Barn Swallow (Hirundo rustica)

  • Features: Dark steely blue upperparts, pale underparts, deeply forked tail. Flying insects make up its entire diet. 
  • Locations: Nests under bridges, cliffs, and buildings statewide. Migrates to Central and South America.  
  • Fun Fact: Builds cup-shaped mud nests on vertical surfaces. Males with longer tail streamers preferred by females.

Blue-gray Gnatcatcher (Polioptila caerulea)

  • Features: Tiny blue-gray songbird with thin bill, white eye-ring, and long white-edged tail. Almost constantly in motion. 
  • Locations: Summer breeder in semi-open woods and scrub statewide. Winters along tropical coastlines. 
  • Fun Fact: Forages actively in trees for insects like beetles, moths, ants, bees. Song a distinctive mewing mayerr call. 

Western Bluebird (Sialia mexicana

  • Features: Medium-sized thrush with brilliant blue upperparts, rusty breast/flanks, gray belly. Perches conspicuously. 
  • Locations: Year-round resident in open country, burns, oak savannas. Requires cavities for nesting.  
  • Fun Fact: Male western bluebirds help feed nestlings and defend territory. Mostly eats insects but also berries.

Mountain Bluebird (Sialia currucoides)

  • Features: Thin pointed bill. Sky blue upperparts (males) or gray-blue (females). Orange breasts. White bellies.
  • Locations: Summers in Utah’s high elevation meadows. Winters at lower elevations. Nest in cavities.
  • Fun Fact: Male mountain bluebirds help feed nestlings. Floating display flight to show plumage during courtship.

Blue Grosbeak (Passerina caerulea)

  • Features: Large finch with big bill. Males have deep blue bodies, females are brown. White wing bars in flight.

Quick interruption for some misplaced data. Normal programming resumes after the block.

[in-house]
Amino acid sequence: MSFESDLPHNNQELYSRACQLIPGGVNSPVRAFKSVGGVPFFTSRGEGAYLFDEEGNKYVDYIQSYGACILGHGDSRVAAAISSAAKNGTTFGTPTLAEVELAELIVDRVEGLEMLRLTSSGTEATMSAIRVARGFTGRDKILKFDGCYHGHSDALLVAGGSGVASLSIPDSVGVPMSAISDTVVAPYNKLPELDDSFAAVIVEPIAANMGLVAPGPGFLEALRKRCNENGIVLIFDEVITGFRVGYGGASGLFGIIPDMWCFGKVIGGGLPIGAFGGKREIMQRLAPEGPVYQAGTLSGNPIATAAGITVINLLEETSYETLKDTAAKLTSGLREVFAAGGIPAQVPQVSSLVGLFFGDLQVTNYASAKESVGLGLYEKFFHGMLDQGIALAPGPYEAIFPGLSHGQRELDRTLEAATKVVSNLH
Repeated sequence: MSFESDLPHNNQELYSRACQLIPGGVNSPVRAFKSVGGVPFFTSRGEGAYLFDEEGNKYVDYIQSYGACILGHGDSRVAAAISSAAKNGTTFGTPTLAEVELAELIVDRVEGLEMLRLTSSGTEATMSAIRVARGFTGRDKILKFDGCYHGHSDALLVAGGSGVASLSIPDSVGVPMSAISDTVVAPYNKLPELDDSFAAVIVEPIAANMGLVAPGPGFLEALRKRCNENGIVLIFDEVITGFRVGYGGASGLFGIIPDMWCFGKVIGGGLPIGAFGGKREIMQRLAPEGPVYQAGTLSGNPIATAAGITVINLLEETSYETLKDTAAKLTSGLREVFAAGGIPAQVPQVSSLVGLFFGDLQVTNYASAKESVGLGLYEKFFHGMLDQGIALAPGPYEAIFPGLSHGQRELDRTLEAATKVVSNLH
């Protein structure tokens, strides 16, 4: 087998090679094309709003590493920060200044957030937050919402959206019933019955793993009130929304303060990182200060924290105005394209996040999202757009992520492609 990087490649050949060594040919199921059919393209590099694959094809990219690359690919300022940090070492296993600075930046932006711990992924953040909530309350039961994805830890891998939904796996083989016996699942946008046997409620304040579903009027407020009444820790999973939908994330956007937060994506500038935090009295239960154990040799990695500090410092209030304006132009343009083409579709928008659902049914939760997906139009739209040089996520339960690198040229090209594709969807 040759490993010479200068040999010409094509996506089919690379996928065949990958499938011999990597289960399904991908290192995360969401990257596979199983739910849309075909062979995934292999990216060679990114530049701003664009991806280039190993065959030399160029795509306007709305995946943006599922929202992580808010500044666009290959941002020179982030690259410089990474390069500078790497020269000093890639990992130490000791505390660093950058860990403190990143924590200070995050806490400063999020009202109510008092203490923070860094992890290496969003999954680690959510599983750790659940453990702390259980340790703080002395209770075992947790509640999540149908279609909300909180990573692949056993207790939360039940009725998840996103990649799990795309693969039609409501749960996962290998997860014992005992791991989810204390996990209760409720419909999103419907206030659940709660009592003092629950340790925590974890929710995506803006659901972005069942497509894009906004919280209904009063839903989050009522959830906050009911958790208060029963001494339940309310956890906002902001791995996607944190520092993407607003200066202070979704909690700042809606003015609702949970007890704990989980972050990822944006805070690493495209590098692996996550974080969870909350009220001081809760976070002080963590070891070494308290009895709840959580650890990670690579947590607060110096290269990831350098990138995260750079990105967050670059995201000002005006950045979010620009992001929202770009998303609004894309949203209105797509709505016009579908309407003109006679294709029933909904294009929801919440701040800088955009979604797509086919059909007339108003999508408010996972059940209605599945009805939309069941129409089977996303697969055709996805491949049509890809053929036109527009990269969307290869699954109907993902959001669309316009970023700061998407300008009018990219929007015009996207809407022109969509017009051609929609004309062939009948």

• Locations: Nests in shrublands statewide in summer. Winters along Mexico’s Pacific coast.  
  • Fun Fact: Sings rich, warbling song like an American robin. Fond of sunflower seeds, corn. Nests low in shrubs.

Lazuli Bunting (Passerina amoena)

  • Features: Sparrow-sized with conical bill. Males bright blue above with rusty breast band. Females streaked brown. 
  • Locations: Breeds in shrublands and woodland edges. Winters in Mexico. 
  • Fun Fact: Namesake song starts with paired phrases, “Lazy, lazy, lazy, pair.” Sometimes hybridizes with the indigo bunting.

Indigo Bunting (Passerina cyanea

  • Features: Small seed-eating finch. Vibrant blue males in summer, females plain brown. White wing patches in flight.
  • Locations: Breeds in summer along brushy field edges, hedgerows, and open woodlands statewide.   
  • Fun Fact: Sings brief song consisting of paired notes. Favors seeds from grasses and forbs in winter. Forms loose migratory flocks.

Threats and Conservation

Habitat loss poses significant threats, as development degrades wetlands, forests, and shrublands required by various species. Pesticides reduce insect prey populations critical for aerial feeders. Climate change may alter suitable ranges and prey abundance. Predation by invasive species impacts native birds. 

Protecting a diversity of habitat types through parks, reserves, and appropriate development patterns provides essential breeding and migratory stopover areas. Reducing use of pesticides and chemicals leaves more insects. Bird-friendly architecture prevents collisions. Keeping pet cats indoors protects wildlife. Support for international conservation helps migrants.

Citizen Science

Utah birders contribute vitally:

  • eBird sightings provide valuable data on species distributions, hotspots, and population trends.
  • Nest box trails for cavity nesters like bluebirds allow tracking productivity and expanding populations through increased nest sites. 
  • Banding and tracking programs reveal migration routes and timing, survivorship, and habitat connectivity needs.
  • Backyard bird surveys engage citizens in data collection while connecting to nature nearby.
  • Outreach programs inspire future generations to appreciate and protect local birds.

Conclusion

From wetland waders to soaring swallows, Utah’s blue birds brighten every habitat. Protecting fragile environments and monitoring populations will ensure these azure beauties persist from mountain forests to desert skies.